This past weekend my family and I went camping with 8 other families. The children, with ages ranging from infant to 12 years old, far outnumbered the adults. There were more boys than girls, however the girls made up for it when you consider the decibel factor. I have to admit it was a little chaotic at times. The kids were amped to be sleeping outdoors and the adults were moving a bit slow after a night spent sleeping on blow up mattresses. As I looked around, my mind was flooded with memories of my childhood and camping with my folks. Almost every summer we would pack up our camper and head to the springs or the beach. We would spend every weekend there and each time we arrived it was a new and exciting adventure. Campfires, sunburn, cold water and the occasional wildlife encounter all made for great stories when the school year rolled back around. Now as a parent it is my turn to give those memories to my kids. What my wife and I were doing there this weekend was not just camping, we were investing in our children. I am a firm believer that what we instill in our kids at a young age will become what they fall back to no matter where life takes them. 

 

Camping is packed with life lessons. You must to have a plan before you go otherwise your trip will be ruined before your start.

  • Where do we want to camp?
  • How many days will we stay there?
  • Do we have adequate shelter?
  • Will we have access to fresh water?
  • How much food will we need?
  • What is the weather prediction?
  • What happens if someone gets injured?
  • In Florida, you never leave home without bug spray, it’s a given.

Funny thing about our personal life there is almost always a way to connect it back to our business lives. It is not a far stretch to tie my camping questions to leadership.

  • Where do we want the organization or team to end up?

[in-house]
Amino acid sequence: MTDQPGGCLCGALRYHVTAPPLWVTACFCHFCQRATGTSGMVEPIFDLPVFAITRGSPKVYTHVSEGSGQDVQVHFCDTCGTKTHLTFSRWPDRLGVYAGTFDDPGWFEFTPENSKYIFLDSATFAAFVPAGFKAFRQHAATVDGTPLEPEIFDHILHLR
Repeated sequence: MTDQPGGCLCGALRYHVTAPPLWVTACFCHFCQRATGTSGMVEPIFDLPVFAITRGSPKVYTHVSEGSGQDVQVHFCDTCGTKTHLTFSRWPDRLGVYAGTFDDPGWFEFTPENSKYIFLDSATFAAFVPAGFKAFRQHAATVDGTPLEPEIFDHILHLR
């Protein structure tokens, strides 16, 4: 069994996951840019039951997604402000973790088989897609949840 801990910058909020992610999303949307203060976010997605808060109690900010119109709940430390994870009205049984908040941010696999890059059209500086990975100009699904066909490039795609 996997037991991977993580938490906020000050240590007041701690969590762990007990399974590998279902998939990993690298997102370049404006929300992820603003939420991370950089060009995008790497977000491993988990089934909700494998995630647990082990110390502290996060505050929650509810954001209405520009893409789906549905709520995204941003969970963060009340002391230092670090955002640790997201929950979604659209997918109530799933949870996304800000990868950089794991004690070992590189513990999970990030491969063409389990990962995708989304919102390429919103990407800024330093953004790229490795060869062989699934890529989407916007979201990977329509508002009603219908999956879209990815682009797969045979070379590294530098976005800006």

• What is the duration of this destination (is it a fiscal year goal or long range goal)?
  • Have we given them all the tools they need to survive?
  • What type of incentive will be needed to sustain the organization or team?
  • What obstacles do we foresee?
  • How do we compensate if someone leaves the organization or team (succession planning)?
  • Bug spray…just fill in here anything that is a must have for your industry

As leaders, the plan is our responsibility. We should not necessarily write the plan, but we most certainly have to set the destination. Through asking questions, listening more then we talk, and by endorsing the plan, we set the team in motion toward the goal. Once we are on our way it is our role to look out for the team. We must ensure that the everyone is carrying out their role and that no one wonders off the path. If they do, it is our responsibility to usher them back. If the entire team gets off course we must correct the course immediately or we will not reach our intended goal.

One of the evenings while camping everyone decided to go out in the night and look for fireflies. As I said there were kids of all ages on this trip. If you have ever looked for these really cool creatures you know that they love to congregate in wooded areas. Armed with headlamps everyone commenced to head out into the night. About 15 minutes into the walk one of the Dad’s asked if we had counted the kids before leaving camp; no one had. So everyone shouted freeze and the group leader started walking through counting kids. The walk was not allowed to continue until the leader was confident everyone was accounted for. When they returned to camp the count was conducted again before the kids were allowed to disburse. The leader in this case had not set the plan, but she had endorsed by leading everyone out into the night. When the plan looked off course she stopped, everyone readjusted and we completed the mission without losing a single kid. We should all be willing to look at all aspects of our lives and see how those experiences can make us better leaders. The experiences do not have to be monumental, even in the mundane lessons exist. 

@chrismwalden

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